AUVSI calls for FAA to incentivise voluntary compliance with remote ID standards for drones

The Association for Unmanned Vehicle Systems International (AUVSI) has submitted its formal comments on the Federal Aviation Administration’s (FAA) Notice of Proposed Rulemaking (NPRM) for Remote Identification of Unmanned Aircraft Systems (UAS). In its comments, AUVSI emphasized the importance of remote ID for expanded UAS operations and encouraged the FAA to explore ways to incentivize early, voluntary compliance with remote ID prior to the implementation of the final rule.

“Remote ID standards are necessary to enable expanded operations such as package delivery which will have significant economic and societal benefits,” said Brian Wynne, president and CEO of AUVSI. “The FAA should encourage voluntary compliance by giving preferential treatment to operators who comply early, before a final rule is implemented. Voluntary compliance will help ease the transition and allow us to reap the many benefits of remote ID sooner.”

AUVSI’s comments offer ways the FAA can incentivize compliance even before the final rule is implemented, including prioritizing compliant operators when processing applications for those wishing to fly drones either subject to waiver under Part 107.205 or Part 135 exemption for on-demand operations; increasing airspace access for voluntarily compliant operators; or offering financial rebates for manufacturers or reimbursement for the knowledge exam taken by aspiring commercial drone pilots that have successfully completed a recognized practical training course that adheres to the remote ID standards.

While the FAA is adjudicating comments on the remote ID rule, AUVSI is urging the FAA to also proceed concurrently with other rulemakings, such as those for flights over people and beyond visual line of sight operations. This dual track approach will avoid unnecessary delays in achieving expanded operations once the remote ID rule is finalized and implemented.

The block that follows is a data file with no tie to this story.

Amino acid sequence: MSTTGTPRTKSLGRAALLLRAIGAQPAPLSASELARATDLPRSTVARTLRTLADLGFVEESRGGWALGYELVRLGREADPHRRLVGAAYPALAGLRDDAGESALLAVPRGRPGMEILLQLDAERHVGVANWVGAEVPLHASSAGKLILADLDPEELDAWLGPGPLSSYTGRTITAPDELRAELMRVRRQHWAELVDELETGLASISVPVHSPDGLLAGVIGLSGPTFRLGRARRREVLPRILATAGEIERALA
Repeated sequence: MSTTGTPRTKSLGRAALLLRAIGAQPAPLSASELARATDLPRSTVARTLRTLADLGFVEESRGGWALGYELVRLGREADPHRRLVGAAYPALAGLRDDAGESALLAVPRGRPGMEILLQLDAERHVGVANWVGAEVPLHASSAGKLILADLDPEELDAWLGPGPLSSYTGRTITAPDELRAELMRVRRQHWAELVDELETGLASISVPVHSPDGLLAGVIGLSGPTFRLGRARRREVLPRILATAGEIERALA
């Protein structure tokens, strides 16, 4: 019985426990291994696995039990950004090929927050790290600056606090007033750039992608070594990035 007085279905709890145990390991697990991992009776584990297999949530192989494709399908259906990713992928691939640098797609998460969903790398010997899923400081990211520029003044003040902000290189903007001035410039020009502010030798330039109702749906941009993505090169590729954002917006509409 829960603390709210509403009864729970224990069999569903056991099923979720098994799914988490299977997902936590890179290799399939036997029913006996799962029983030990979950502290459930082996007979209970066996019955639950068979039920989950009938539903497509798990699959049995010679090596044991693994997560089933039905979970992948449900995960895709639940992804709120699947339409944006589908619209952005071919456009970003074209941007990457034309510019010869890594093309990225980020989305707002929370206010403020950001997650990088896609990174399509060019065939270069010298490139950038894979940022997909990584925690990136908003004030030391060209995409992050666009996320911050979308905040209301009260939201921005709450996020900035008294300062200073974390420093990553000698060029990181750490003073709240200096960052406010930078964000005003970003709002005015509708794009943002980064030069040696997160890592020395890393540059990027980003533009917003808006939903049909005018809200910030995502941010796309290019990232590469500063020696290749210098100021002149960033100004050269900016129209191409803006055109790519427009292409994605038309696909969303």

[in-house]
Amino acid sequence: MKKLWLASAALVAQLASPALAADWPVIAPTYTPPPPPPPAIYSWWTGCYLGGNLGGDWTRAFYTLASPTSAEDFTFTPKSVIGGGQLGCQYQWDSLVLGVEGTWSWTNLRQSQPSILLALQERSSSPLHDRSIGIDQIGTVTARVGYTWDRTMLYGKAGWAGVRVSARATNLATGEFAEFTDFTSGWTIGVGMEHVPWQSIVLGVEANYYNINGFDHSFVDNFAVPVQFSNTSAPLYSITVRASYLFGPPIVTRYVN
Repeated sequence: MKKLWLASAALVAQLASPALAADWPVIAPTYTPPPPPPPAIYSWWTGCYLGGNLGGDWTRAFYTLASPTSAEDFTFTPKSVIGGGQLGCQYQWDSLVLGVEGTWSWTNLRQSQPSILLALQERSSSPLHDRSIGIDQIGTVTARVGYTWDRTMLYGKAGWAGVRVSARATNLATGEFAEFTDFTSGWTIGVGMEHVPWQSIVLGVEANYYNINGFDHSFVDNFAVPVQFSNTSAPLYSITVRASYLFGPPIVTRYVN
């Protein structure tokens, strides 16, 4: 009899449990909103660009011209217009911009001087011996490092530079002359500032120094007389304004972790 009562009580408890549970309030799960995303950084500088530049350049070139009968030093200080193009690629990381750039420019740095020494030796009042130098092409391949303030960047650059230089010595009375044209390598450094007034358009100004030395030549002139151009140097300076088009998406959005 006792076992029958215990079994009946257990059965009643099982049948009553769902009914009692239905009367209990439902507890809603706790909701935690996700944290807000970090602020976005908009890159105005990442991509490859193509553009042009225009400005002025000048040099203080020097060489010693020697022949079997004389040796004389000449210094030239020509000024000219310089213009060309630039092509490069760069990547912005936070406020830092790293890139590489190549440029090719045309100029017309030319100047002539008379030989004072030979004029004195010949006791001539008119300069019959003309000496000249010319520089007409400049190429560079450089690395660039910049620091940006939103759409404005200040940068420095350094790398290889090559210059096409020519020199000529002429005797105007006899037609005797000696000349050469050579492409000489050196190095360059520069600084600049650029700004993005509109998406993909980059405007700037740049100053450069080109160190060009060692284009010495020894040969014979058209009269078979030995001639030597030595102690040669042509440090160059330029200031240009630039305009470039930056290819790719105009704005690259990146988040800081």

“The FAA should not only move forward rapidly with rulemakings on expanded operations, it should prioritize permitting expanded operations for operators that are in compliance with the final remote ID rule, rather than waiting until the compliance timeline expires,” AUVSI wrote in its comments. “Not only would this incentivize rapid implementation among operators, but it would allow the public to reap the benefits of UAS operations sooner rather than later.”

In addition, AUVSI recommends the FAA allow for flexibility in the technological approaches taken by drone operators and adopt performance-based rules that comply with international standards and do not include prescriptive technology requirements. This recommendation is consistent with those published in 2017 by the FAA’s remote ID Aviation Rulemaking Committee (ARC), of which AUVSI was a member, and the ASTM F3411-19 Standard Specification for Remote ID and Tracking, which was published in February.

AUVSI wrote in its comments that “it may well be that for particular requirements there is a limited means of complying, and that certain requirements will have the practical effect of dictating current technology choices. However, that type of true performance-based requirement is far different from simply imposing a regulatory mandate that operators employ a particular type of technology, because it allows technology to morph and grow, making the overall regulatory objective clear and ascertainable.”

AUVSI also suggests the FAA consider the importance of operator privacy and security and to be mindful of how remote ID will harmonize with similar standards around the world.

AUVSI’s full comments on the NPRM can be found here

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For more information visit:

www.auvsi.org

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